Johns Hopkins researchers are tapping into the rich data of bedside monitors to create algorithms aimed at improving the outcomes of neurocritical care patients.
When patients are in the neurocritical care unit, the host of devices used to monitor them, such as mechanical ventilators and intracranial pressure monitors, together produce over 250 data points at any given time. Some devices record the data, but the information is usually only accessible for doctors and nurses to review for a limited number of hours while the patient is being monitored. Once a patient leaves the neurocritical care unit, most of the data is lost, with only fragments saved.
Jose Suarez — director of the Neurosciences Critical Care Division and professor of anesthesiology and critical care medicine, neurology and neurosurgery — and his colleagues are capturing deidentified data from hundreds of patients to develop an algorithm that recognizes patterns in patients who experience worsening in neurological function. The team will also develop a separate algorithm that predicts which patients will require intensive care as opposed to less observation in a nonintensive care unit.
“This is precision medicine for the neurocritical care unit,” says Suarez. “Automated, early detection of crises precursors can help doctors intervene to prevent secondary brain injuries.”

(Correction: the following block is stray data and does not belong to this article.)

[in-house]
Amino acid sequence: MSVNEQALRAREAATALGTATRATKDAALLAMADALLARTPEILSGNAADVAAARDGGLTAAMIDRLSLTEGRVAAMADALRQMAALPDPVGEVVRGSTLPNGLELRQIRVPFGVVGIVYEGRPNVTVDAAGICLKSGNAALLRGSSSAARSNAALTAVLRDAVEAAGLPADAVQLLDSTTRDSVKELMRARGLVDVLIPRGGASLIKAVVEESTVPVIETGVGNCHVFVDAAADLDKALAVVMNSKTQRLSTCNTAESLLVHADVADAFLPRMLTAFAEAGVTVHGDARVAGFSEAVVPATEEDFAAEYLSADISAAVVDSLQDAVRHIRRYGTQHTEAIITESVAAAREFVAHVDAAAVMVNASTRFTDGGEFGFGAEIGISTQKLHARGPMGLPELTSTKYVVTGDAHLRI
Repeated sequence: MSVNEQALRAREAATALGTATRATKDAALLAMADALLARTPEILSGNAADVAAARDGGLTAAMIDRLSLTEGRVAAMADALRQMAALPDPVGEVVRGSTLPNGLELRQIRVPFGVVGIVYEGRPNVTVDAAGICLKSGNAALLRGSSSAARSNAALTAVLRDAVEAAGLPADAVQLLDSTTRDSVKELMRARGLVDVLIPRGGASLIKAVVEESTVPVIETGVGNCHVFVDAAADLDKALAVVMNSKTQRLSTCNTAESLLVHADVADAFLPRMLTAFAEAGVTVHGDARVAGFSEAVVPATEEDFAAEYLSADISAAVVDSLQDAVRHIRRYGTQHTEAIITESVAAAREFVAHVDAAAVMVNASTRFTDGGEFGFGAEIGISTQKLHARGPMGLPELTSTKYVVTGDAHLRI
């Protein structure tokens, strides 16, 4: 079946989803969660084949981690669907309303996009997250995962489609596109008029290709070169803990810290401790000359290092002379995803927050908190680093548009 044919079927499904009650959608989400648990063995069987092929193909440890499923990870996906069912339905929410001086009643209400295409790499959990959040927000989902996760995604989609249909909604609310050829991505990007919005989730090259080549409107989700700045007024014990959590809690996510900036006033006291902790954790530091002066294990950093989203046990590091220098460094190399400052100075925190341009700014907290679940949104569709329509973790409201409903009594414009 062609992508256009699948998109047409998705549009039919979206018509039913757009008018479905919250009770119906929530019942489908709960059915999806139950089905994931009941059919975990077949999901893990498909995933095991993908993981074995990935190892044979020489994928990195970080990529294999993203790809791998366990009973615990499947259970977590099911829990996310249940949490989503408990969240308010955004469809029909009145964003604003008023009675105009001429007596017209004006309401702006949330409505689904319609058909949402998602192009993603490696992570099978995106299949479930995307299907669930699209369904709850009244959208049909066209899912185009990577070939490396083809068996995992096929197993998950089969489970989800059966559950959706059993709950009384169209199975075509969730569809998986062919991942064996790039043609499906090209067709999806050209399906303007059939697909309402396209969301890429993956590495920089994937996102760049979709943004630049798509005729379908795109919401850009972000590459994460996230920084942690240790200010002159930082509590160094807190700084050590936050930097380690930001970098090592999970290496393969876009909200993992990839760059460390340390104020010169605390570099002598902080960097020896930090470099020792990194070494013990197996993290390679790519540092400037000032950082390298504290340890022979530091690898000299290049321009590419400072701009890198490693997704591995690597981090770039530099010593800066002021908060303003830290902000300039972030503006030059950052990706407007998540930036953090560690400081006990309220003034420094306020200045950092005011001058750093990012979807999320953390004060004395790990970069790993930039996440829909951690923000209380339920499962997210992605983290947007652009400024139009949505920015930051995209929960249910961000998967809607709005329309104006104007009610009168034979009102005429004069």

In July 2018, Suarez began using a data-gathering platform to continuously collect all of this real-time information in the neurocritical care unit. Between 7 and 10 terabytes of data will be stored annually on servers at Johns Hopkins’ Mount Washington data centers. Suarez and Peter Dziedzic, research associate and Center of mHealth and Innovations director, will then use these data to build the algorithms.
The team expects the algorithms will improve not only patient outcomes but also patient flow and lessen patient time spent in the hospital. Testing is planned for 2019; in the meantime, Suarez is working to identify additional funding sources.